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Mari Iijima Vital Stats
Mari Iijima
Birthday: May 18 (Taurus)
Birthplace: Tsuchiura, Ibaraki
Current home: Los Angeles
Secret passion: ballet dancing

Echo song sample

A Crescent Moon Canoe

Right Now live


Echo by Mari Iijima Echo
1. Echo
2. Intruder
3. Pursed Lips
4. Suki To Ienai
5. The Queen
6. Twinkles
7. Your Wedding Is My Funeral
8. Can I Be Your Lover
9. Like Never Before
10. Hello Goodbye
11. Imaginary Love
12. Unrequited

Unleashed (mari music)
Before Rain & Shine (mari music)
Uncompromising Innocence(2006)
Gems (2004)
Wonderful People (2004)
Silent Love (2003)
Right Now (2001)
No Limit (1999)
Rain & Shine (1998)
Europe (1997)
Good Medicine (1996)
Sonic Boom (1995)
Love Season (1994)
Different Worlds (1993)
Believe (1991)
It's a Love Thing (1990)
My Heart in Red (1989)
Miss Lemon (1988)
Coquettish Blue (1987)
Kimono Stereo (1985)
Midori (1985)
Blanche (1984)
Rose (1983)

Where to buy
Order from
Order from CD Japan
Order from YesAsia

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Interview Comments

Mari Iijima Interview

Mari Iijima - click for full size

"This album is about unrequited love. To me it is a universal heartache when two people's heart temperatures are not quite matching… My album is based on love stories. My love stories." - Mari Iijima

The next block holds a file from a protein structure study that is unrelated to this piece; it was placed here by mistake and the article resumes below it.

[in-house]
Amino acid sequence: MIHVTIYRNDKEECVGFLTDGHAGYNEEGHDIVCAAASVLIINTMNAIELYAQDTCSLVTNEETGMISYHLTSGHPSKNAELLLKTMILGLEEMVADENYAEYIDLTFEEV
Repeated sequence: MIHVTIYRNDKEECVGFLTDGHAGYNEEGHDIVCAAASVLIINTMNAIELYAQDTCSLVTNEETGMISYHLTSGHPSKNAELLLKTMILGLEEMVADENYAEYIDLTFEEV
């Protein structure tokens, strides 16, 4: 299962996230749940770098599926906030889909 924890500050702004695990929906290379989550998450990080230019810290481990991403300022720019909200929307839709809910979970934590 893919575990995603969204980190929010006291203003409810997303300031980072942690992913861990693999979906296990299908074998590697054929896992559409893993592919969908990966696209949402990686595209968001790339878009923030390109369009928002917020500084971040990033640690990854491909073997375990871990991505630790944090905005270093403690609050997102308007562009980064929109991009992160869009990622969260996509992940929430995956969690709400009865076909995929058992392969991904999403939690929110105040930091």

"Echo" will be the 21st studio album from Mari Iijima, and much like her debut album, "Rose", it has been a true labor of love, with Mari immersing herself in every aspect of its songwriting and production. The music is powerful and poignant, driven by Mari's perfectionist desire to bring the music of her heart to the world.

Although Mari might have first achieved fame through the lucky happenstance of voicing the character Lynn Minmay in the popular "The Super Dimension Fortress Macross" anime series, her long and successful career as a world class singer/songwriter has garnered her international awards and fans eager to hear the next installment of her musical odyssey.

So come hear the story of a remarkable woman who says "Life gets tough sometimes. I think that a part of my purpose in life is to create the music and words to give people some peace and hope for tomorrow."

On August 16, 2009 Mari Iijima was kind enough to give an interview to Andrew from J-Pop World. All photos courtesy of Mari Iijima.

Let's start with your new album, "Echo". Can you tell us about its central theme?

The theme is Unrequited Love. Echo is a nymph that appears in a part of the Greek Mythology, "Echo & Narcissus". That story to me is the universal symbol of Unrequited Love. Her experiences in the story and my own experiences during the last few years cross over. It felt as if I was Echo herself.

I wrote the title song Echo at the beginning of this year, then I decided I was going to name the album that too. I actually had a completely different title ready to go in my mind. I'm going to use that someday.

The songs are in both English and Japanese. Did you have a guiding plan on which languages to use as you wrote the music?

I want my music to expand to the world, also I live in the States using English daily. So I usually write my songs in English.

Suki To Ienai. Somehow the words came to me in Japanese. Maybe it was going to be too direct if I sang it in English. I might sing in Spanish if I'm in love with a Spanish speaking person. It depends on that too. Love matters.

The title track Echo creates a powerful effect in the combination of your singing and the accompanying strings. Can you tell us the story of writing this song?